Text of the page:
How Do I Choose the Best Greek Lamb Marinade?

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  • Written By: Cynde Gregory
  • Edited By: PJP Schroeder
  • Last Modified Date: 24 December 2019
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There are two ways for the wise cook to go when creating the best Greek lamb marinade. The first is a based upon oil and lemon juice with lots of garlic and herbs. The second marinade involves yogurt. Both impart traditional flavorings to lamb roasts, chops, and other cuts, creating a juicy and tender entrée.

Both yogurt and lemon are marinade ingredients that tenderize tough cuts of lamb by breaking down the collagen, or connective tissue, in the muscle. That means that meats that have spent a good long time getting soaked will not only taste great because they’ve been surrounded by flavor enhancers, but they’ll be easier to cut and chew. There are a few tricks to creating the very best yogurt or oil Greek lamb marinade.

Many Greek lamb marinades call for oregano. In fact, that’s one of the things that makes the marinade taste unique. Many home cooks don’t realize that not all oregano tastes the same, however. Rigani is a true Greek oregano with a strong and unique flavor. Cooks can find it in specialty shops or Greek markets, although in pinch, a regular dried oregano can be used.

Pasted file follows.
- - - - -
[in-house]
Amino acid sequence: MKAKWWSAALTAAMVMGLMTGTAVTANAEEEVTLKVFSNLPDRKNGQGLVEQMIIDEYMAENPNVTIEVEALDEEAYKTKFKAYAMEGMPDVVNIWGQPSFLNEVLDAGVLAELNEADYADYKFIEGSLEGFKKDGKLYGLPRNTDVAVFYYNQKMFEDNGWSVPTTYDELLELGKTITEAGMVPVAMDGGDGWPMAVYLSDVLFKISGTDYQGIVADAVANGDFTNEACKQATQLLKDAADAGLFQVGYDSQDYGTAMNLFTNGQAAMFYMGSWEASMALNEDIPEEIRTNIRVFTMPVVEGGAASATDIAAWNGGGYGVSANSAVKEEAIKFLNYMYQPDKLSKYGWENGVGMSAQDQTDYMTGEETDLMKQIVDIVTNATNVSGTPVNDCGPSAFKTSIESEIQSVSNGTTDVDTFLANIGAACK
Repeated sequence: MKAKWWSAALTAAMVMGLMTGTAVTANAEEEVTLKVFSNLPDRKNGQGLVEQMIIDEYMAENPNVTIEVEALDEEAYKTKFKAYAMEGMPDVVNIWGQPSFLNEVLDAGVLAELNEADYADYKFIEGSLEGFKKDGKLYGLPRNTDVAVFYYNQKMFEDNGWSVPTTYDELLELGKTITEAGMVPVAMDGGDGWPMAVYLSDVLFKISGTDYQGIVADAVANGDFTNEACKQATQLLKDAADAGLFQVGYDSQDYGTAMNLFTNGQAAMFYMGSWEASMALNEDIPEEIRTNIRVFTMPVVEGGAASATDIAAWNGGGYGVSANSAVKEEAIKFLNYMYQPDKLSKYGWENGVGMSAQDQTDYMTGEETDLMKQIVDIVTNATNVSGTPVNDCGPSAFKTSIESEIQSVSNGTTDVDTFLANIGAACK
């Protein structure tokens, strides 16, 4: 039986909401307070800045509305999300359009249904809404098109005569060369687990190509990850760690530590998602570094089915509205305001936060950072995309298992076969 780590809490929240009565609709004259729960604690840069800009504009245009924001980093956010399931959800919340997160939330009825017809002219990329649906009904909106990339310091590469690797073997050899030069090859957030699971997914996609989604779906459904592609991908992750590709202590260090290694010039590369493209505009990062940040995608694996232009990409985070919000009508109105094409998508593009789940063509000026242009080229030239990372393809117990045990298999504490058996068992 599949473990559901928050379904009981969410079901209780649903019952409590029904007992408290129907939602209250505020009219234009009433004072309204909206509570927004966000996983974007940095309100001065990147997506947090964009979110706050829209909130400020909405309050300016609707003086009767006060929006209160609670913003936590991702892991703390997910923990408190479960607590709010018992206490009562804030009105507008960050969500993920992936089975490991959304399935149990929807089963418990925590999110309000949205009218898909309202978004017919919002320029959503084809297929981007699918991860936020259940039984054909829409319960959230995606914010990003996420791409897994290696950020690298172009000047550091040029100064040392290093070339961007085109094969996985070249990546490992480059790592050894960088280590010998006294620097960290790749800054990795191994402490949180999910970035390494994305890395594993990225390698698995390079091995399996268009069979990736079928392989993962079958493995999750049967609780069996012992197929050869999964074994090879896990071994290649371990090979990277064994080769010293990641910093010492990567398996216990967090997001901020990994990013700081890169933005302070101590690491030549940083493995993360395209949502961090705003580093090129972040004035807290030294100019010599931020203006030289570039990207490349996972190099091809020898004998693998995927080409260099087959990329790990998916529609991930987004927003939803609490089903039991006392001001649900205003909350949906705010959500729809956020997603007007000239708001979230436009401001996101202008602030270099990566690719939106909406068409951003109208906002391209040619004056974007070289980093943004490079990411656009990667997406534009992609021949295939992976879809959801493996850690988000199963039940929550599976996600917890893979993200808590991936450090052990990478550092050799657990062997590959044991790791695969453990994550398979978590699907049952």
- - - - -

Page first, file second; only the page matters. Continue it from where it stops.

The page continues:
Most Greek cooks eschew vinegar as an ingredient in favor of lemon. Lemon juice in combination with lemon zest infuses the lamb with flavor and almost seems to fill the diners’ mouths with golden Mediterranean sunshine. Both will tenderize meat, but vinegar’s sharp note can be overwhelming.

Whether the cook chooses a Greek lamb marinade that is yogurt or oil and lemon based, another tip is that lamb requires a number of hours to gain the greatest benefits from the mixture. A minimum of eight hours will produce succulent, juicy meat. Placing the marinade and meat in the fridge overnight will give it a few more hours and make it that much more delicious.

The traditional Greek lamb marinade for souvlaki is created from olive oil, lemon juice, and plenty of fresh garlic. Most prefer rigani oregano, and some cooks like to add some fresh or dried thyme as well. One variation, less traditional but just as delicious, replaces thyme and oregano with rosemary and sage.

For an extra-lemony marinade, lemon zest does the trick. A more complex version of this marinade features a bay leaf or two as well as onions, tomatoes, and minced green or red bell peppers. You can add cumin for a unique taste.

A terrific yogurt marinade for a leg of lamb begins with Greek-style yogurt. This marinade, too, calls for lots of finely minced garlic as well as cumin. Its unique flavor comes from adding a handful or two of freshly chopped mint leaves. Some cooks also include lemon zest to brighten the flavors.



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